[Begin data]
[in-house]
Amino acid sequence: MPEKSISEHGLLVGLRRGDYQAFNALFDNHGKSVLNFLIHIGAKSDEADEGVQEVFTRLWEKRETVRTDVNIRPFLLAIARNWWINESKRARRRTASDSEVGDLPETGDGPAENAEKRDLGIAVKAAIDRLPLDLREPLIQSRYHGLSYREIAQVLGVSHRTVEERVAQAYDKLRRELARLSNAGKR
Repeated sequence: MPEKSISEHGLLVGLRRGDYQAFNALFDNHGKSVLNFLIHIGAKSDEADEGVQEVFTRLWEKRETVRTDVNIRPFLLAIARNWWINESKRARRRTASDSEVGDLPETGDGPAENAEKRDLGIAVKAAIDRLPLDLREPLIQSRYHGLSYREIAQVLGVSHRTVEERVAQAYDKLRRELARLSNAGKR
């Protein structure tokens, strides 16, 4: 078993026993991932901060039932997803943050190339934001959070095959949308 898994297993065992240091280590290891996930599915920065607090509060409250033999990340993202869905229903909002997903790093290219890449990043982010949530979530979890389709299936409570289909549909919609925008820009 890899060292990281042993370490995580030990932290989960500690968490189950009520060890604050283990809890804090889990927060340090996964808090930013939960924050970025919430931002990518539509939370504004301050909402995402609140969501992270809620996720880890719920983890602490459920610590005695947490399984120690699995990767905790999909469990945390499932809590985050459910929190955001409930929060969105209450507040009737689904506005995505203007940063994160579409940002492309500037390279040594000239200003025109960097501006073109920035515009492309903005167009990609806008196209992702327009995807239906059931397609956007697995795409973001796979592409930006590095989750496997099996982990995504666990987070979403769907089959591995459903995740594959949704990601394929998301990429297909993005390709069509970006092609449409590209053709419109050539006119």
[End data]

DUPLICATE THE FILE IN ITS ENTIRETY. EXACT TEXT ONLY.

[in-house]
Amino acid sequence: MPEKSISEHGLLVGLRRGDYQAFNALFDNHGKSVLNFLIHIGAKSDEADEGVQEVFTRLWEKRETVRTDVNIRPFLLAIARNWWINESKRARRRTASDSEVGDLPETGDGPAENAEKRDLGIAVKAAIDRLPLDLREPLIQSRYHGLSYREIAQVLGVSHRTVEERVAQAYDKLRRELARLSNAGKR
Repeated sequence: MPEKSISEHGLLVGLRRGDYQAFNALFDNHGKSVLNFLIHIGAKSDEADEGVQEVFTRLWEKRETVRTDVNIRPFLLAIARNWWINESKRARRRTASDSEVGDLPETGDGPAENAEKRDLGIAVKAAIDRLPLDLREPLIQSRYHGLSYREIAQVLGVSHRTVEERVAQAYDKLRRELARLSNAGKR
């Protein structure tokens, strides 16, 4: 078993026993991932901060039932997803943050190339934001959070095959949308 898994297993065992240091280590290891996930599915920065607090509060409250033999990340993202869905229903909002997903790093290219890449990043982010949530979530979890389709299936409570289909549909919609925008820009 890899060292990281042993370490995580030990932290989960500690968490189950009520060890604050283990809890804090889990927060340090996964808090930013939960924050970025919430931002990518539509939370504004301050909402995402609140969501992270809620996720880890719920983890602490459920610590005695947490399984120690699995990767905790999909469990945390499932809590985050459910929190955001409930929060969105209450507040009737689904506005995505203007940063994160579409940002492309500037390279040594000239200003025109960097501006073109920035515009492309903005167009990609806008196209992702327009995807239906059931397609956007697995795409973001796979592409930006590095989750496997099996982990995504666990987070979403769907089959591995459903995740594959949704990601394929998301990429297909993005390709069509970006092609449409590209053709419109050539006119």